“National Gallery” will be shown this weekend
On Friday evening, Dartmouth students will have the opportunity to travel to London’s Trafalgar Square and see paintings by artists ranging from Da Vinci to Vermeer. No plane ticket is required — students only have to walk to the Black Family Visual Arts Center.
Hop Film — the film exhibition division of the Hopkins Center that presents movies to community and campus — will show a special screening of “National Gallery” (2014). Directed by Dartmouth Film Award-winning Frederick Wiseman, the three-hour documentary is centered on the famous museum of the same name, which is owned by the British government and requires over 600 people working 361 days a year to operate smoothly. Hood Museum of Art director Michael Taylor will give a talk before the film screening.
Dartmouth film society director Johanna Evans said that while “National Gallery” is long, its length will give the audience a deeper look at the museum.
“The film is rather long compared to other films,” she said. “It might be a barrier to some...but the nice thing about a documentary of this length [is it] gives you access to things you wouldn’t find on the internet.”
The film is a careful study of the intricacies in the inner workings of that landmark that humanizes the workers who skillfully handle day-to-day operations and draws attention to the amount of dedication and care put into maintaining precious pieces of art, Hop Film manager Sydney Stowe said.
“It’s the beating heart,” Stowe said. “[Wiseman] finds the beating heart of an institution... that’s what makes his work so good.”
Evans said that Wiseman explores aspects of the museum that many people might overlook.
“I really like the behind-the-scenes approach,” Evans said. “You don’t think a lot about all the operations and personalities behind the scenes who are determining which paintings go up and how to restore them.”
Wiseman has focused on providing an intimate look at inside operations of large scale in his previous films like “La Danse” (2009), which centered on the Paris Opera Ballet Company.
“This is a chance to see a movie by a guy who takes his time and makes something you never give a second thought about much more interesting” Stowe said.
Wiseman visited Dartmouth in 2010 when he was won the Dartmouth Film Award.
Stowe said that they often try to include Wiseman’s works in Dartmouth programming, as his comprehensive and considerate style is unique in documentaries. While other documentarians try to shine a light on a particular idea or topic for 90 minutes, Wiseman is unafraid to take his time with a project to explore a fuller story, Evans said.
Stowe said that, like many of the films the center chooses to screen, “National Gallery” is a smaller and lesser-known film that might be otherwise passed over.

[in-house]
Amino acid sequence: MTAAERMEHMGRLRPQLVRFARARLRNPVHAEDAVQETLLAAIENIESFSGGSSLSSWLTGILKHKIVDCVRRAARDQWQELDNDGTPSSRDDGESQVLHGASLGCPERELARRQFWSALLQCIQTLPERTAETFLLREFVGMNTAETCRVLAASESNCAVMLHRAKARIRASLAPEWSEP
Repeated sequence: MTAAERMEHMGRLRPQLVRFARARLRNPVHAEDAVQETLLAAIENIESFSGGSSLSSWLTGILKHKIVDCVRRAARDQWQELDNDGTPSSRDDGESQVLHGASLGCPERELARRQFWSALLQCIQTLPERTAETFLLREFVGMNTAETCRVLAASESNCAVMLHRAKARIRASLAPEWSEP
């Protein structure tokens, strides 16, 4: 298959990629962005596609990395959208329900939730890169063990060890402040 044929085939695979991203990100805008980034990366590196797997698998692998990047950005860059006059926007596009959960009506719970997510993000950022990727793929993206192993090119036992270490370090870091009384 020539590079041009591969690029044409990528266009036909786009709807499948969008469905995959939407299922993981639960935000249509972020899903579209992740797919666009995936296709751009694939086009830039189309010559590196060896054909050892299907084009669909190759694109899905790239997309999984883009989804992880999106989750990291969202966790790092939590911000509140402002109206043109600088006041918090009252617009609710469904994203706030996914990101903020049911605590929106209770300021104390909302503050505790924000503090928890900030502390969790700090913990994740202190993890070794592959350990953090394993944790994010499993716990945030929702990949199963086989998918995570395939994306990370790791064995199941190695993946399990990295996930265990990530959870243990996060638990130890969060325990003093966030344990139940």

“‘National Gallery’ is a perfect example of a movie that’s not going to play at a local theater,” Stowe said. “We’re too small a town.”
Stowe compared the center’s programming choices to the shelf at a local bookstore with staff-recommended picks.
“We like to say, ‘You know what, we’re going to put it on our calendar,’” Stowe said. “Trust us. We love this. We do some of the work so you don’t have to.”
“National Gallery” was also chosen with a nod to the Hood Museum, Stowe said, adding that they are interested in the new trend of exposition series.
“Are audiences going to turn out for that?” Stowe said. “If you heard that there was this famous impressionist museum in Paris that you knew you were never going to get to, but you could pay 10 dollars and spend an hour and a half touring the museum and listening to people talk about it, and seeing this work up close, would you do it? We don’t know.”
The majority of the programming takes place in Loew Auditorium, although some larger events are held in Spaulding Auditorium.
The Center screens four to five films per weekend, Stowe said. The programming runs from Thursday to Sunday, with Sunday shows following a theme determined by the Dartmouth Film Society. Stowe and Evans choose the rest of the movies shown throughout the week.
“We show everything from films about Africa and Muslim fundamentalism to ‘American Sniper’ [(2014)],” he said. “We try and provide the most comprehensive program.”
Both Stowe and Evan place an emphasis on variety of genre as well as topic, which they say is important to students seeking wider exposure to the world of film.
Javier Garcia ’18 said that he appreciates the variety offered by the Center.
“I would normally only watch a documentary if the topic is of interest to me,” he said. “I think it’s good that the Hop offers a variety of options.”
In addition to variety, Stowe and Evans must consider the potential audience appeal and quality of each film.
“A lot of times when we’re deciding… it comes down to do we think people will want to see this in a movie theater, with a community around them,” Evans said.
“National Gallery” will be shown at Loew Auditorium on Friday at 7 p.m., at five dollars for students and eight dollars for community members.